The Daily Star Books panel on January 8, the fourth day of the Dhaka lit fest, sought to bring the audience to a more existential side of what the festival is about to do. Who chooses the stories that deserve to become books? Who decides whether the news of those books reaches readers? Is not it?
Moderated by DS Books Editor Sarah Anjum Bari, the panel was joined by author, editor, translator, critic and scholar Fakrul Alam. French writer, journalist and literary critic Florence Noirville. Researcher and academic Mashurah Shahid Hossain. Annette Köhn is a Berlin-based graphic designer, illustrator and publisher of young artists.
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What factors might be considered in determining the “value” of a book?
Fakrul Alam: A good review tells us that the book has captured the reader’s imagination. In Bangladesh he has two types of book reviews. One is a magic carpet that takes you to another place, and the other is when someone you know writes a book and throws it at you. You can say no to some people, but that’s what you have to do.
Annette Kane: The value of a book to me is that it must be inspiring. You can learn about some of the authors in the story. Second, it helps you learn something about the topic.
Mashura Shahid Hossein: The very nature of a book defines whether it is worth reading and reviewing. I prefer a book review that appears soon after it is published (whose main purpose is to let the reader know whether or not to read the book) and a more methodical rigor of literary criticism. I would like to make a distinction. What matters is whether the book brings to the fore something new and something relatively less explored. As Annette points out, well-presented books are also important to making them appealing to readers.
As foreign fiction editor for Le Monde, Ms. Florence seeks to bring the vast literary world to local readers. Sir Fakrul, you were also the literary editor of the Daily Star. How do you curate your content?
Florence Noirville: It has a readership, not the same readership as The Guardian or TLS. Except I don’t know exactly who they are. I make suggestions and the editor-in-chief makes the final cut. But what I’m really trying to do is be less supportive of the English-speaking world—white classic English and Americans. The point is, as you said, to bring the whole world to that page. In the long run, foreign literature is also an invaluable tool for peace. It helps you get under other people’s skin.
Fakrul Alam: For me, it also depended on the books submitted. So there were times when it was a book that I thought would be a good fit for the Daily Star’s readership. From time to time, I tried books such as poetry collections written in Bangla.
I also think that book reviews should go back to the classics and make the audience rediscover them.
Florence Noirville: I accept. If Tagore is reissued by Galimard, that’s what I want to emphasize.
I also pay attention to smaller press outlets. They are the ones who make the discoveries and take all the risks.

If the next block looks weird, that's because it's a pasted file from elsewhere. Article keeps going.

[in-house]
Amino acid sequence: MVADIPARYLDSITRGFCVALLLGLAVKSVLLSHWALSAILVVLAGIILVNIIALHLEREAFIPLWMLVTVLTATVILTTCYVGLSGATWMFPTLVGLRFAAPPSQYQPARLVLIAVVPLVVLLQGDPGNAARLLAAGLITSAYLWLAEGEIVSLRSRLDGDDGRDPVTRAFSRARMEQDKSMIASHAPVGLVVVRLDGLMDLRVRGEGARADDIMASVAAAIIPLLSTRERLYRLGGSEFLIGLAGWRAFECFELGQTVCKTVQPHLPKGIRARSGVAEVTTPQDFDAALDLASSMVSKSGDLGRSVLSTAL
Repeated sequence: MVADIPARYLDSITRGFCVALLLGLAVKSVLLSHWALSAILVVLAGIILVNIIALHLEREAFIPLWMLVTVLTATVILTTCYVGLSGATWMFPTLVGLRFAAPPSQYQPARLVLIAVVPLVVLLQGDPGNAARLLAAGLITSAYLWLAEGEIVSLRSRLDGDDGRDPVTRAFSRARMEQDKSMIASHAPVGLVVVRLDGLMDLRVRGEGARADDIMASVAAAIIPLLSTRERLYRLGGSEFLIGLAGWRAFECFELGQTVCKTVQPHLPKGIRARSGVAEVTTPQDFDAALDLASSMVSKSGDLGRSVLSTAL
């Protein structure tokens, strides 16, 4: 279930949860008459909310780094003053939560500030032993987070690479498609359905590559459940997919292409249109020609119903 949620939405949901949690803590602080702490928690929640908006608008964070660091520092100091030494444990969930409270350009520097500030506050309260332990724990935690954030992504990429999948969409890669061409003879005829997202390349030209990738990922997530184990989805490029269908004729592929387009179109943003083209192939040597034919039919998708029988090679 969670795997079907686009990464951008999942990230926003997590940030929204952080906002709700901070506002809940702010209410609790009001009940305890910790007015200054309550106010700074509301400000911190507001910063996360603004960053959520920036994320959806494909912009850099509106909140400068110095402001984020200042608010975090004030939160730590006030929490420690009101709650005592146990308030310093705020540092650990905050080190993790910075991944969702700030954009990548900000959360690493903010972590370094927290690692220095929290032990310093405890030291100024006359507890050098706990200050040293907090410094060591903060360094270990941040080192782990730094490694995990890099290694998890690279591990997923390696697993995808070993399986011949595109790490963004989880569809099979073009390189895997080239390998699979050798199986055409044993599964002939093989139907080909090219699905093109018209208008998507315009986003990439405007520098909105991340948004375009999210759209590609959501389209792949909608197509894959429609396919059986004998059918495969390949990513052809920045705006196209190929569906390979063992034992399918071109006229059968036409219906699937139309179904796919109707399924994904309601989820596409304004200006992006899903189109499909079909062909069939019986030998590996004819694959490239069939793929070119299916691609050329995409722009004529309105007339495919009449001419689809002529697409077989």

Media coverage isn’t the only way we learn about books. First, we study them in the classroom. How much can you innovate in your school or college syllabus to nurture your readership?
Mashura Shahid Hossein: How many of the hundreds of national and international authors are covered in our textbooks? We select a specific number of authors and consider them representative of a language or culture. The initial choice of what to read is made by the curriculum author. The question to ask here is whether these curriculum makers include literary critics. It is the critics who help develop or generate the literary and cultural traditions of a country. defined and conditioned in some way by the author and text choice.
In our recent syllabus restructuring, we have noticed some issues with authors including or excluding language, religion, or ethnicity. It gives us the idea that when certain ethnicities or religions are included in the curriculum, they do not exist. For example, how many non-Bangla writers can the concept of Bangladeshi literature accommodate?
My point is to avoid faking objectivity. If I have a stance, let me be clear that I do so so that the reader can decide how they perceive my choice.
Fakrul Alam: I have experience in selecting texts for Honors and Masters Curriculum at Universities in Bangladesh. So how did I choose? It was based in part on my reading, but also on the fact that I was able to travel abroad and obtain books that were not available here. Over the years I’ve been doing it, I think in the books of the last few decades I’ve contributed a little bit to what we keep happening. back and forth.
How much freedom do college lecturers and even students have in choosing what to read in the classroom?
Fakrul Alam: We have a top heavy system. I think the choice has become more nuanced than it used to be. We have African literature and Latin American literature, but before it was only British literature. Cultural Studies also contributes to the expansion of this syllabus.
As for students, they can only choose to read a lot or not. I just took a class for faculty at a national university, and the students complained that none of them read it. Have I asked myself if I taught them how to read? I don’t mean to blame the students.
Read more of this conversation on The Daily Star’s website and on Daily Star Books’ Facebook, Instagram and Twitter.
Sarah Anjum Bali Editor of Daily Star Books.contact her [email protected] @wordsinteal on Instagram and Twitter.